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Mignonette., Otago Witness, Issue 1910, 18 September 1890
This well known fragrant little plant is one of the moat popular subjects in gardens of every description. Even persons limited to the space of a window sill may grow some in summer, either in a box or in pots, provided the situation is not too hot. Mignonotto does not sueoeed so well when exposed to heat as it does if kept comparatively cool, the tendency tinder the former conditions being to produce seeds, and this renders the flowering period a short one. It is most largely cultivated from seed, but healthy cuttings may be readily rooted if it is desired to perpetuate any specially good form or variety. Outdoor culture in summer is of the simplest description. Seedß should be sown thinly in shallow drills, or in any other way desired, and be lightly covered with fine soil. When the young plants appear and are largo enough to handle they Bhould be thinned out, aa this induces a much stronger growth in those left. A later sowing should be made for producing an autumn supply. Mignonette prefers a rich, rather heavy soil, and a cool, moißt situation. _If sown in poor, light ground, and in a position exposed to hot sunshine, the seeds possibly will not grow at all, or if they do the plants will be far inferior to those which can ba treated more in accordance with their requirements. Watering must be frequently practised throughout the summer, especially if the weather be more than usually dry, The flowers of mignonette are amongst the most useful for cutting, as the racemes last so long in water, and emit an agreeable perfume. Culture in Pots.— Mignonette is most extensively cultivated in pots in England for winter and spring decoration of greenhouses, sitting rooms, &c, its requirements being more fully met, as previously stated, by the cooler temperature then experienced. Tall standard plants are preferred by some cu'tivators, and seeds for their production aro sown in small pots Boon after midsummer, or sometimes long previous to this. The best plaDt in each pot is selected and grown on in an upright direction, the other smaller ones being removed at an early stage. Repotting may be practised aa growth proceeds, until Bin or 9in pots are reached, if very larpre plants are desired. Careful training and watering are most necessary, as the shoots are very brittle, and although the roots generally require plenty of water, anything approaching stagnancy is fatal. Mignonette io far morq ußpful, nt}<\ i« <-xt-n-eively cultivated for epripg fluwofing m fun or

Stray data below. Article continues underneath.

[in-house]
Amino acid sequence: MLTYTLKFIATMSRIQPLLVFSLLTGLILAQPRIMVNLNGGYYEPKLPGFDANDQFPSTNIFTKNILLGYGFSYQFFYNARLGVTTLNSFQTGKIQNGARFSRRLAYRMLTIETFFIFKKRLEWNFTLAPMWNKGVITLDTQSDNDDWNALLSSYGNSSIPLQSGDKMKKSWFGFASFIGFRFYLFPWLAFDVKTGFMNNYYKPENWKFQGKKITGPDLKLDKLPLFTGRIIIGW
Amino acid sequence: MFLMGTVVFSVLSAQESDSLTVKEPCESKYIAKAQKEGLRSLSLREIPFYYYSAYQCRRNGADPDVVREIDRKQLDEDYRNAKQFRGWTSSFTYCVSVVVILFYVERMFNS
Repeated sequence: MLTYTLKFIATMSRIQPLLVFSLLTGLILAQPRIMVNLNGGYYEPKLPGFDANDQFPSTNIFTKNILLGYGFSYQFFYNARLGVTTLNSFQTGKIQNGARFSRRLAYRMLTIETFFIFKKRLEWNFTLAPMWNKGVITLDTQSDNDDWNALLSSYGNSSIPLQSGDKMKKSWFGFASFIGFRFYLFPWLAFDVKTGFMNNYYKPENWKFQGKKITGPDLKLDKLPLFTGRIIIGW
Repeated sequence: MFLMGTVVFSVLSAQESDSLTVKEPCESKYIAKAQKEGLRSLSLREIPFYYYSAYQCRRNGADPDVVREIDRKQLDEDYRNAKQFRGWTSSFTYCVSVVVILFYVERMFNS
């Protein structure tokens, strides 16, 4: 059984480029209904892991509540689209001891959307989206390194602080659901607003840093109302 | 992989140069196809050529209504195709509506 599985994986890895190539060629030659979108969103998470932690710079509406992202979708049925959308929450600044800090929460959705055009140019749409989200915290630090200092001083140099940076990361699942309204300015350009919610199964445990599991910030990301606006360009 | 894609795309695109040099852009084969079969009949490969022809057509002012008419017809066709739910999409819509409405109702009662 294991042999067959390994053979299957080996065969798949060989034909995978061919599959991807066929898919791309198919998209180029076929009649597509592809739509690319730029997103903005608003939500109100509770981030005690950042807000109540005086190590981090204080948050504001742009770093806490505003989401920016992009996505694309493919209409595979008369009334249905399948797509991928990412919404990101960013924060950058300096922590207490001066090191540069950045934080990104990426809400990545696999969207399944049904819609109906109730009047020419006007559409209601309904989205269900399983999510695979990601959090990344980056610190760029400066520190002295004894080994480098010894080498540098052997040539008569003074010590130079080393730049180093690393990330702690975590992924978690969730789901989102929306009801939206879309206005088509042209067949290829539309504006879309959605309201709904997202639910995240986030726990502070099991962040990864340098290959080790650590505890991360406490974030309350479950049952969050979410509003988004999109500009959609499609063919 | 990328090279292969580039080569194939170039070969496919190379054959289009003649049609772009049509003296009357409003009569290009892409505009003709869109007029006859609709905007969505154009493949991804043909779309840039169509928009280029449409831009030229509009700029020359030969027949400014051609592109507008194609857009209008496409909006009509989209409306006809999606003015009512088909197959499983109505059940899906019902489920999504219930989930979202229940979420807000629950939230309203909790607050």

6in pots. Seeds for the supply should be sown in the beginning of autumn, using the" pots wherein they are intended to grow and flower. The compoßt ÜBed Bhould consist of about two parts loam, one of dried cow manure, and another of old sifted mortar rubbish. The latter ingredient is a most important one for this plant, and the addition of a little soot is also beneficial. All the pots used should be clean, dry, and properly drained, It does not matter how hard the compost is packed into them, provided it is united in a solid mass, and not rammed in layers. A few seeds should be distributed evenly over the surface, and lightly covered with a little sifted soil, similar to that of the bulk. The pota Bhould then be watered, and placed in a shallow, cold frame, on a bottom of coal ashes, where they may remain until the end of autumn, plenty of air being admitted in the meantime, and the plants thinned to about lin apart, when they are large enough to select the host. For winter quarters, the best place is a shelf near the glass in any light, airy house in whioh a temperature of 50deg to 55deg, with ventilation, is maid* tamed. Failing such provision for mignotette in houses, it is better to make the best of frames than to subject tbe plants to a high temperature or close atmosphere, both most deßtruoti\e to their well-being and the prime causes of failure. Each plant must be provided with a small stick before it gets large enough to fall about, and from five to eight will be plenty for lha size of the pots above mentioned. Water should only be sparely applied in winter, but never entirely withheld. As the days lengthen, the plants will star* into growth freely, and tbon water may be given in abundance, even to the use of saucera in spring. When the flowers begin to expand, a little artificial manure, mixed with its bulk of dry loam, should be applied to the soil's surface about once a week. This will materially assist in developing and lengthening tbe racemes.